Recent growth figures for the US economy showed that its economic expansion slowed somewhat to 2.6% in the fourth quarter last year, from 3.2% in the previous quarter, writes John Fahey.
However, the underlying figures showed that despite slower headline growth, underlying economic activity strengthened, including a strong performance from consumer spending and business investment.
Overall, the economy increased 2.3% in 2017, an improvement on the previous year’s 1.5% increase.
Meanwhile, the first batch of labour market data for 2018, indicated that the economy continues to register strong jobs growth.
The non-farm payrolls data for January published last Friday surprised to the upside of expectations, registering a 200,000 gain in the month.
That follows the solid performance recorded in 2017.
And the unemployment rate held at 4.1%, its lowest level in 17 years.
Another encouraging aspect to last week’s raft of labour market figures was the earnings data.
US wage growth grew at a modest pace in 2017 despite the tightening conditions in the labour market.
However, average hourly earnings in January rose by a better-than- expected 2.9% on a year-on- year basis, its best rate of growth since 2009, suggesting that US wage growth may finally be starting to accelerate.
The outlook for the economy remains positive.
Business and consumer surveys suggest investment and consumption will continue to support growth.
Meantime, interest rates remain low, while stockmarkets have risen strongly over the past two years.
At the same time, the range of tax cuts passed by the US Congress at the end of last year should provide a further fillip to growth in the next couple of years.
The IMF estimated recently that the fiscal stimulus would provide a cumulative 1.2% boost to growth between this year and 2020.
The IMF is now forecasting growth in 2018 of 2.7%, compared with 2.3% previously, and 2.5% in 2019, up from 1.9% in an earlier forecast.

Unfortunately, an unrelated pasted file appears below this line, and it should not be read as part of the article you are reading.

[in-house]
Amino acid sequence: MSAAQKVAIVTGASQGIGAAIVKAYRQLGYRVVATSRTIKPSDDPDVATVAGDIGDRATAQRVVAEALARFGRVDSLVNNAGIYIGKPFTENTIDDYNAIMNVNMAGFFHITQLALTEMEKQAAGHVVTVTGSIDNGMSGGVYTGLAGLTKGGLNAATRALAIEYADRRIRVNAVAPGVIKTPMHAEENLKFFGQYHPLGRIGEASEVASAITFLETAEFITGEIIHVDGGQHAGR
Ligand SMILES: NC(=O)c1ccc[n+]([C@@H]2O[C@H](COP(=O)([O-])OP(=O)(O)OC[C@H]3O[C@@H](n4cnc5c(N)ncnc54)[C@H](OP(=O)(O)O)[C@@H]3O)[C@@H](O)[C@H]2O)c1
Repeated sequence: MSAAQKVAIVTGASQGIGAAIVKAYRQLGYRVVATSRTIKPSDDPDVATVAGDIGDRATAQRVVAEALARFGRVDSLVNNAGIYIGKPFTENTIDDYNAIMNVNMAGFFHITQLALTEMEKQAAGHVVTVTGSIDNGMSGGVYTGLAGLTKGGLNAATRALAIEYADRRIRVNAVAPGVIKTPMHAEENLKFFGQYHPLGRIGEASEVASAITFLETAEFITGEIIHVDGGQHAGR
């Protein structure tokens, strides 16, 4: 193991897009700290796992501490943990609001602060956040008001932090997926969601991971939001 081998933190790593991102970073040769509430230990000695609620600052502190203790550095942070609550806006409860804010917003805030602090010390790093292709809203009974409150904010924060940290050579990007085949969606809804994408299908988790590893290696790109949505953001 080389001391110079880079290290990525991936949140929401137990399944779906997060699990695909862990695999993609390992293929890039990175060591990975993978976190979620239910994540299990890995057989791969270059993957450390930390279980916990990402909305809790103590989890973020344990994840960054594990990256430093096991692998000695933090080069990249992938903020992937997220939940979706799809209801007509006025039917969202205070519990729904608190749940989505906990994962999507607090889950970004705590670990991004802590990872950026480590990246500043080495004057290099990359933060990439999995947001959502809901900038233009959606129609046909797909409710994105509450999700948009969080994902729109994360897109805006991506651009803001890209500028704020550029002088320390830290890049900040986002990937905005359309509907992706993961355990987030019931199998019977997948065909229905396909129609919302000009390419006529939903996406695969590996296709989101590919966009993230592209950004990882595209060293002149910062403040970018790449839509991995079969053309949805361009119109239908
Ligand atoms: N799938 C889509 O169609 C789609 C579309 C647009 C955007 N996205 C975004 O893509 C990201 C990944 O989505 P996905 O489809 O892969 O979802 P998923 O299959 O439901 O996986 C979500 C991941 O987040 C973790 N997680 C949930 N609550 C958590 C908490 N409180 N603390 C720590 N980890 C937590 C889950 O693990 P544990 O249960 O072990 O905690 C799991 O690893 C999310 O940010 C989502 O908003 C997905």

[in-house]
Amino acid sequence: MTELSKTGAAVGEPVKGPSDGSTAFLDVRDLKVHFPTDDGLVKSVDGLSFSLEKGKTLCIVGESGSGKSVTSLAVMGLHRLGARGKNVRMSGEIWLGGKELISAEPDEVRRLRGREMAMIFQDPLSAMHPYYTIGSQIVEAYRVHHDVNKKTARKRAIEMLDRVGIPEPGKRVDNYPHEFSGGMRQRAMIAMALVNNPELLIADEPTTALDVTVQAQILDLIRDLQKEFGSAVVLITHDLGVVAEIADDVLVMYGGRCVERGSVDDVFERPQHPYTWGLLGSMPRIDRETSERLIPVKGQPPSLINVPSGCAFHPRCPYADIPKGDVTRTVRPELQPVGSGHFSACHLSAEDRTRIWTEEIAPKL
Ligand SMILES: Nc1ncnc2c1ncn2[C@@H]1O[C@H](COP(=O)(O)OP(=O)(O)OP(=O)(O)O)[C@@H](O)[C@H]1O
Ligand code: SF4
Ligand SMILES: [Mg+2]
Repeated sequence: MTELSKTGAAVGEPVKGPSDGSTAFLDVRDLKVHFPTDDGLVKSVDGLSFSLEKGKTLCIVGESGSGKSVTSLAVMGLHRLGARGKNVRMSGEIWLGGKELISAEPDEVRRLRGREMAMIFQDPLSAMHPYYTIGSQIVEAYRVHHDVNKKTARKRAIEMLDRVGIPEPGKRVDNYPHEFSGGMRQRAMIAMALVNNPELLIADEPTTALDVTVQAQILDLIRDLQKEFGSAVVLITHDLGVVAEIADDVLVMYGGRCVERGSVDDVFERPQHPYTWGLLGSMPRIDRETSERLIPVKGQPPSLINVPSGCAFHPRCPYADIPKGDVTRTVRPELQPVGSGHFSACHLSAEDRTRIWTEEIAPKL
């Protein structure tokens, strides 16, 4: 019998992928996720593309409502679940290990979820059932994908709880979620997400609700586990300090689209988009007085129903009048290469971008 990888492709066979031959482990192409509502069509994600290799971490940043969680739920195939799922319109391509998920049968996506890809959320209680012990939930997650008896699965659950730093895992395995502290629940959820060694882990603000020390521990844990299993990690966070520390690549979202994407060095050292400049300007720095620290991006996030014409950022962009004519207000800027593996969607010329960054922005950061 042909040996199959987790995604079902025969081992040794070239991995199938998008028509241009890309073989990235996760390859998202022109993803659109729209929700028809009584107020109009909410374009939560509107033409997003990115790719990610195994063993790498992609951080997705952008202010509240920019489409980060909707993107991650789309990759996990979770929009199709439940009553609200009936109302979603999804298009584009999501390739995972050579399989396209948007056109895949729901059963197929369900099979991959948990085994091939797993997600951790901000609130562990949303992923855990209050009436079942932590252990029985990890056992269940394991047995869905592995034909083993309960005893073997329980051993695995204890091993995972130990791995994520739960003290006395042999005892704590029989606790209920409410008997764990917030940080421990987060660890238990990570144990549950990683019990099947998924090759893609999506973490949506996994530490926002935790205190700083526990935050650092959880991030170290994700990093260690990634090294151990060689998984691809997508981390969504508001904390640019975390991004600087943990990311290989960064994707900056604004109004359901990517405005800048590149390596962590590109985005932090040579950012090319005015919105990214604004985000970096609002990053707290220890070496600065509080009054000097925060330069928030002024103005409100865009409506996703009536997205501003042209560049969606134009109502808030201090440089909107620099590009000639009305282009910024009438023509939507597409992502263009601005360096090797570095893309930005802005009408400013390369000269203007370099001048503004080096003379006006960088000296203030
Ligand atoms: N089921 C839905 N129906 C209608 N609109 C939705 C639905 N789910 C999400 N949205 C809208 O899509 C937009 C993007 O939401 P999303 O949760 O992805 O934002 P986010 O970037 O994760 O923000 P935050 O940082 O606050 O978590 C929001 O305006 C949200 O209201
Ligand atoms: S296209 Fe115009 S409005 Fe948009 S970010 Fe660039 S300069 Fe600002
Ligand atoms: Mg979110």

The IMF does highlight some risks to the economy too.
These include the possibility that the fiscal stimulus will increase the demand for imports, widening the current account deficit further.
The stimulus could put further pressure on the labour market, leading to higher inflation.
This may see the Federal Reserve hike rates more quickly or to a greater extent than markets currently expect, while it could also lead to a ‘correction’ in equity prices.
The protectionist stance of the president Donald Trump’s administration is also a risk to growth.
Nonetheless, the solid economic backdrop in the US enabled the Fed to hike interest rates three times in 2017, bring
the Fed funds rate to 1.375%.
Meantime, last week’s Fed policy meeting statement for January remained consistent with the consensus view that the Central Bank will raise rates again by 25 basis points in March.
The Fed is indicating that it will raise rates three times again this year, bringing rates to 2.125% by the end of 2018.
Market expectations have become more hawkish on the rate outlook over the past six months and the market is now broadly in line with the Fed’s guidance for this year.
This has been a key driver of US bond yields rising to multi-year highs recently, with the 10-year yield rising above 2.8% for the first time since early 2014.
However, the market is expecting very little in the way of additional Fed rate increases in 2019 and 2020.
This suggests that it is either anticipating inflation will remain subdued and/ or the economy will slow, resulting in the Fed being unable to raise rates much further.
Recent trends in US macro data, though, suggest that this is unlikely to be the case and thus further rate hikes would seem likely in 2019 to 2020.
John Fahey is a senior economist at AIB.